The White House released its budget for 2016 and with it President Obama revealed his vision of the threats that he sees  confronting the United States in 2015. The White House is still clinging to the misguided belief that a “pivot to Asia” is the first foreign policy priority facing the US this year while dismissing the chaos in eastern Ukraine and the spiraling violence under ISIS (ISIL of Islamic State…take your pick) in Syria and Iraq as short term challenges.

John Kerry, US Secretary of State, confirmed these missteps by stating the pivot to Asia remains“a top priority for every one of us in [Obama’s] administration.” This tragedy of group think in this administration is ignoring the obvious and dismissing the dangerous.  Russia’s invasion of Ukraine and ISIS’ nation grab are massive challenges the the US and the community of nations writ large will have to contend with for years to come.

The Obama administration came into power six years ago with a commitment to “pivot” or to swing away from Europe and the Middle East and focus on Asia. One has to credit the White House that despite the erasure of borders in Europe and the Middle East through state sponsored aggression, they have remained true to their original vision.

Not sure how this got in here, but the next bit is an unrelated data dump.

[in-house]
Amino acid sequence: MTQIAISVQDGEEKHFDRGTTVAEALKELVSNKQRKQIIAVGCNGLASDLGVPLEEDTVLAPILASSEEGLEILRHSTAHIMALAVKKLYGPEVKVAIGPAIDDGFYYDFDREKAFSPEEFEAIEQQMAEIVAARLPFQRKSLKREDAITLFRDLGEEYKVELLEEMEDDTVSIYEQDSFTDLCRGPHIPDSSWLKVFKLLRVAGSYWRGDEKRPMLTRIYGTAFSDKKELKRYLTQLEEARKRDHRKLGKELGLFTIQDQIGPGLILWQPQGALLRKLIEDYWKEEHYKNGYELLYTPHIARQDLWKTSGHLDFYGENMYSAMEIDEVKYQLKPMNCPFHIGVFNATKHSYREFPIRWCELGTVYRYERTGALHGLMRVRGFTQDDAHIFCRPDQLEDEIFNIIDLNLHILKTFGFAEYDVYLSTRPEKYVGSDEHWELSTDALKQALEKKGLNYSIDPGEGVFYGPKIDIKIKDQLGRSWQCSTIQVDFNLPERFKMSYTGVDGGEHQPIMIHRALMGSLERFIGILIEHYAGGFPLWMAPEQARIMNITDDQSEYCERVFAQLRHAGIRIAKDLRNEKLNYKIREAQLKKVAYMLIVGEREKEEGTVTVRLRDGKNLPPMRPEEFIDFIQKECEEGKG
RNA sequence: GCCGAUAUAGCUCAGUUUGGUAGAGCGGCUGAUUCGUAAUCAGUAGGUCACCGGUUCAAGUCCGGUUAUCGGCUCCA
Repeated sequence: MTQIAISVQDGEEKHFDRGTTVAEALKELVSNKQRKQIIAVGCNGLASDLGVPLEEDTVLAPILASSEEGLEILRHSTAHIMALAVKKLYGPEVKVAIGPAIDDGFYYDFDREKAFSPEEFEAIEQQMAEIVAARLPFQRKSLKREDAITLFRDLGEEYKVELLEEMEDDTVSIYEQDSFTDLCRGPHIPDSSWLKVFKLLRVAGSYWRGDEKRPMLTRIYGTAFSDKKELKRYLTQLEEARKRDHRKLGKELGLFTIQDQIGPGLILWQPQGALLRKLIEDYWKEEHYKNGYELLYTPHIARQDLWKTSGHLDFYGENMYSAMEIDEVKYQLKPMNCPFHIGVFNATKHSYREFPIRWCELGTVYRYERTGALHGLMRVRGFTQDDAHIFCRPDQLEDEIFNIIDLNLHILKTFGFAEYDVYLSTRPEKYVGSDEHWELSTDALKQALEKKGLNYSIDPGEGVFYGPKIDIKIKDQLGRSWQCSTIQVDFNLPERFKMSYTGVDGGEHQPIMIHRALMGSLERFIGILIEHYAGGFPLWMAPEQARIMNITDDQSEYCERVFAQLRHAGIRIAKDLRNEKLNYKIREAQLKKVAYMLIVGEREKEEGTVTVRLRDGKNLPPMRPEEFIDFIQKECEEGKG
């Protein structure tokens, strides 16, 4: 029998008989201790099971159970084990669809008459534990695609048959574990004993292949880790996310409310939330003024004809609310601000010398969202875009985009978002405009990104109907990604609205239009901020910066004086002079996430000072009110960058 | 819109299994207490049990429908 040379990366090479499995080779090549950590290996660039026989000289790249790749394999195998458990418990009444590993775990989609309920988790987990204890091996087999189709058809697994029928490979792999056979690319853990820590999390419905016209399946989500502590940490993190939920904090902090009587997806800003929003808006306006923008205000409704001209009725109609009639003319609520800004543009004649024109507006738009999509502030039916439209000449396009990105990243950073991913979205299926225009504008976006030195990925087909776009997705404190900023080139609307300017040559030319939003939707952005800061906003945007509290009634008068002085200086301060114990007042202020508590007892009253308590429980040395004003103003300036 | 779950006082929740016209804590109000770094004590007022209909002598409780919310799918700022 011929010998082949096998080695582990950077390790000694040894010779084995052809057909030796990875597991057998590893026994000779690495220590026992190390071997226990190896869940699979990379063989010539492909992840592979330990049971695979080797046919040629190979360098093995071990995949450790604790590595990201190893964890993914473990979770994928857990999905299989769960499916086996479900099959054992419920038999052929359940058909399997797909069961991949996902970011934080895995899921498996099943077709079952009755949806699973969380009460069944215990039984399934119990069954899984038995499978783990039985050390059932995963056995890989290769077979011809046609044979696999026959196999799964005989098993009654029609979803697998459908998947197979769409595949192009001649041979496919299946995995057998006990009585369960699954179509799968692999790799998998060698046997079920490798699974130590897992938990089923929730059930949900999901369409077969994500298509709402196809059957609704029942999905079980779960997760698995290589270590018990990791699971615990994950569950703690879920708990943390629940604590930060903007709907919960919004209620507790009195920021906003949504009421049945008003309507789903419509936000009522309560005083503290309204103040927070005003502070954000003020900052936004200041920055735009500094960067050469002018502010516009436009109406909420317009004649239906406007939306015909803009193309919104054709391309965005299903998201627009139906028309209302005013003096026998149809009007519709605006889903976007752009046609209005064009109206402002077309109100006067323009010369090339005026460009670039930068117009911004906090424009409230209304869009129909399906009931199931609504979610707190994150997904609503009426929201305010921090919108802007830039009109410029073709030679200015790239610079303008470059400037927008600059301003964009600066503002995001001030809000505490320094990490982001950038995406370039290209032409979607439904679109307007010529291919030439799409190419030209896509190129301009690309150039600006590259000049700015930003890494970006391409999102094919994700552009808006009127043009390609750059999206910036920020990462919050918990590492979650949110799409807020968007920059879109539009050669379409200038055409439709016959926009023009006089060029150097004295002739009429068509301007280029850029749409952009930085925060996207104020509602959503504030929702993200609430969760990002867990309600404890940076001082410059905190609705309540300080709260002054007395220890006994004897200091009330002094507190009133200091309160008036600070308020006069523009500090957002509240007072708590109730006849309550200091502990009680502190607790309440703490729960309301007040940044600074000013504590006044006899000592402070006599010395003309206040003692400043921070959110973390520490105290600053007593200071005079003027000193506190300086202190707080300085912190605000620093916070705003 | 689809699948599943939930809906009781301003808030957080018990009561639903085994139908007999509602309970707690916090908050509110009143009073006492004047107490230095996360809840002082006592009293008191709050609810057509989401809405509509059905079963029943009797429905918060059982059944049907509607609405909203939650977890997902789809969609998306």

This week The Council on Foreign Relations (CFR) released their ten priorities in foreign policy issues for 2015. This is a compilation by leading scholar/practitioners in the foreign policy world. Those top ten priorities are:

-the intensification of the conflict in Iraq
-a large-scale attack on the U.S. homeland or ally
-a cyberattack on U.S. critical infrastructure
-a severe North Korean crisis
-the renewed threat of Israeli military strikes against Iran
-an armed confrontation in the South China Sea
-the escalation of the Syrian civil war
-rising violence and instability in Afghanistan